The Valley of Gehenna is just outside the southern walls of Jerusalem. It was in this rugged, craggy valley, that Molech’s pagan shrines and altars could be found (2 Chronicles 33:6; Jeremiah 32:35). On these altars, in this place of utter wickedness, babies were burned as an offering to pacify dead gods.
By the time of Jesus, the valley had been repurposed, transformed into the city dump. All of the sewage, the garbage, and the unclaimed dead, were thrown into the ever-burning heaps of refuse.
Gehenna became synonymous with Hades, Sheol, Hell, the place of the death, the everlasting abode of the condemned, the destiny of all who refuse God’s gracious gift of life and salvation.
Jesus said, “if your eye causes you to sin, tear it out. It is better for you to enter the kingdom of God with one eye than with two eyes to be thrown into hell, where their worm does not die and the fire is not quenched” (Mark 9:47–48, ESV).
To illustrate the horrors and the reality of everlasting punishment, Jesus told a parable.
Lazarus was poor, but righteous. The rich man had money but lacked righteousness. When they died, Lazarus was awarded with the indescribable joys of Heaven. The rich man was condemned to the unspeakable agonies of an eternity in Hell.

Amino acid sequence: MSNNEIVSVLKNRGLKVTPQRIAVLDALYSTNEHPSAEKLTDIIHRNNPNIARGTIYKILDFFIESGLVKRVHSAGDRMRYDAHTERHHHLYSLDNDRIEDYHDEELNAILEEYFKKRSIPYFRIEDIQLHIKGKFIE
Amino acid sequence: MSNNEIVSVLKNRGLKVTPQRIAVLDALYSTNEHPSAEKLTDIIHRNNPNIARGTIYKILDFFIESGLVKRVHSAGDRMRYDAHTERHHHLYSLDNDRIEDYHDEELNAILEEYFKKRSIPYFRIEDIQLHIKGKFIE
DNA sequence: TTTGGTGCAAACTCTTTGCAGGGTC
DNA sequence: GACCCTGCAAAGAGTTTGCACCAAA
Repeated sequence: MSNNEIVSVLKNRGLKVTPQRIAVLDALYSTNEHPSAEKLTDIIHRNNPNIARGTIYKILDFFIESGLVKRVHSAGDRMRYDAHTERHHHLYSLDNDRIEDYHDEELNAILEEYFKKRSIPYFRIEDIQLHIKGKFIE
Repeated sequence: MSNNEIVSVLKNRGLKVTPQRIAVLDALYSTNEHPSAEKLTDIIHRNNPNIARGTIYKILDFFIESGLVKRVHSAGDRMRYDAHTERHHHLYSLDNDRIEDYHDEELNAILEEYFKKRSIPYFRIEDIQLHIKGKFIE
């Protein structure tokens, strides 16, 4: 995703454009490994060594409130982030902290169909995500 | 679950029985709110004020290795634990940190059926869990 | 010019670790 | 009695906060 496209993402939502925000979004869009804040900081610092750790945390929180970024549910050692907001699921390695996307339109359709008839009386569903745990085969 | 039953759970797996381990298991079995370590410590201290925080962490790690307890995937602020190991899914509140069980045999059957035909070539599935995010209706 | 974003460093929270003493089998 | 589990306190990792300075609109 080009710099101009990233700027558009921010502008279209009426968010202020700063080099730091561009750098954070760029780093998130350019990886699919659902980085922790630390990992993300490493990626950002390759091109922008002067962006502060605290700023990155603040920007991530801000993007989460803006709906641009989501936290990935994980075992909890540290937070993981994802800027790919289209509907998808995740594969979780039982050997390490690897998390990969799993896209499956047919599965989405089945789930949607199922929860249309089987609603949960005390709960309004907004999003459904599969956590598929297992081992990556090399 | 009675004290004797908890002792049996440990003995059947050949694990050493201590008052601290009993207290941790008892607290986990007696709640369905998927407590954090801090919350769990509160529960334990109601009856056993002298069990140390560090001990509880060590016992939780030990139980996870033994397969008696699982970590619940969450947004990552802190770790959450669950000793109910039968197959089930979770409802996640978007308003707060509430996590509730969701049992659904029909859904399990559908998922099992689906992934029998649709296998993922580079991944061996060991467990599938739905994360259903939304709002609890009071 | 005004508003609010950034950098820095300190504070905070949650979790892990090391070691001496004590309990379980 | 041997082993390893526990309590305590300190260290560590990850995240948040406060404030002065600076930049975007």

“And being in torment in Hades, (the rich man) looked up and saw Abraham a long way off, with Lazarus at his side. ‘Father Abraham!’ he called out, ‘Have mercy on me and send Lazarus to dip the tip of his finger in water and cool my tongue, because I am in agony in this flame!’ ” (Luke 16:23-24, CSB).
Impossible! In Hell, there will be no relief. None. Not even a drop of cool water.
“ ‘Son,’ Abraham said, ‘remember that during your life you received your good things, just as Lazarus received bad things, but now he is comforted here, while you are in agony. Besides all this, a great chasm has been fixed between us and you, so that those who want to pass over from here to you cannot; neither can those from there cross over to us’ ”
(Luke 16:25–26, CSB).
Hell. Unending agony. Shame. Regret. Disgrace. Absolute, unrelenting separation from life and all that is pleasing and good.
But notice the contrast. The rich man suffered, but Lazarus received God’s lavish love and mercy. Though Lazarus had once suffered, he was “carried away by the angels” (Luke 16:22, CSB) to enjoy peace, joy, comfort, mercy. Heaven.
The choice is yours. I choose Heaven!